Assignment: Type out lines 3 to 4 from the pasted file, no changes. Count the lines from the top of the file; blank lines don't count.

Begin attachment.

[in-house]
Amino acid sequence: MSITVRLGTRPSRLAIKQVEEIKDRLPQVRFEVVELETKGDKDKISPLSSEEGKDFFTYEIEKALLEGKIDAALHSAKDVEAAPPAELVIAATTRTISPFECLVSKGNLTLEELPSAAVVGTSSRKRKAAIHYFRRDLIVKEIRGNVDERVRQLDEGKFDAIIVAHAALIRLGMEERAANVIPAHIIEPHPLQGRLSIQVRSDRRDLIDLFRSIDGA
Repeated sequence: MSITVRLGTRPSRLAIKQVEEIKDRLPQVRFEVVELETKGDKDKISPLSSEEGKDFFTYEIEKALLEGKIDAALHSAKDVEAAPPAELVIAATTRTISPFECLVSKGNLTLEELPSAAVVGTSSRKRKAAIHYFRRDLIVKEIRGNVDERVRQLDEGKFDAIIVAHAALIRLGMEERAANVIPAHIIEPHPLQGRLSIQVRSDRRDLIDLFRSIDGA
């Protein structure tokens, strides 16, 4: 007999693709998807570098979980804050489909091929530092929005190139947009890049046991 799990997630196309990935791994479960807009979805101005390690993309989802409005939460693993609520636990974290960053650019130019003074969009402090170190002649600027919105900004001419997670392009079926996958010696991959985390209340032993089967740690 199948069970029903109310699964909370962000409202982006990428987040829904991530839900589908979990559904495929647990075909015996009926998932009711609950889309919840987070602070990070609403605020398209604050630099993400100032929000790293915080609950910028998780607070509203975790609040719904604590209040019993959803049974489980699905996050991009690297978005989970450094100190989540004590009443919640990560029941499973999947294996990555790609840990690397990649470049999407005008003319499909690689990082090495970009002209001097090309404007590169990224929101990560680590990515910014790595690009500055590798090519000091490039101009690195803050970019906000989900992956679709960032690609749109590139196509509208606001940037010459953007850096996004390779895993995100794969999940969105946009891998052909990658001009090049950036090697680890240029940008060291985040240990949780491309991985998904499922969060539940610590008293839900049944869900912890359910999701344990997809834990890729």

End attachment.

Repeated sequence: MSITVRLGTRPSRLAIKQVEEIKDRLPQVRFEVVELETKGDKDKISPLSSEEGKDFFTYEIEKALLEGKIDAALHSAKDVEAAPPAELVIAATTRTISPFECLVSKGNLTLEELPSAAVVGTSSRKRKAAIHYFRRDLIVKEIRGNVDERVRQLDEGKFDAIIVAHAALIRLGMEERAANVIPAHIIEPHPLQGRLSIQVRSDRRDLIDLFRSIDGA
């Protein structure tokens, strides 16, 4: 007999693709998807570098979980804050489909091929530092929005190139947009890049046991 799990997630196309990935791994479960807009979805101005390690993309989802409005939460693993609520636990974290960053650019130019003074969009402090170190002649600027919105900004001419997670392009079926996958010696991959985390209340032993089967740690 199948069970029903109310699964909370962000409202982006990428987040829904991530839900589908979990559904495929647990075909015996009926998932009711609950889309919840987070602070990070609403605020398209604050630099993400100032929000790293915080609950910028998780607070509203975790609040719904604590209040019993959803049974489980699905996050991009690297978005989970450094100190989540004590009443919640990560029941499973999947294996990555790609840990690397990649470049999407005008003319499909690689990082090495970009002209001097090309404007590169990224929101990560680590990515910014790595690009500055590798090519000091490039101009690195803050970019906000989900992956679709960032690609749109590139196509509208606001940037010459953007850096996004390779895993995100794969999940969105946009891998052909990658001009090049950036090697680890240029940008060291985040240990949780491309991985998904499922969060539940610590008293839900049944869900912890359910999701344990997809834990890729």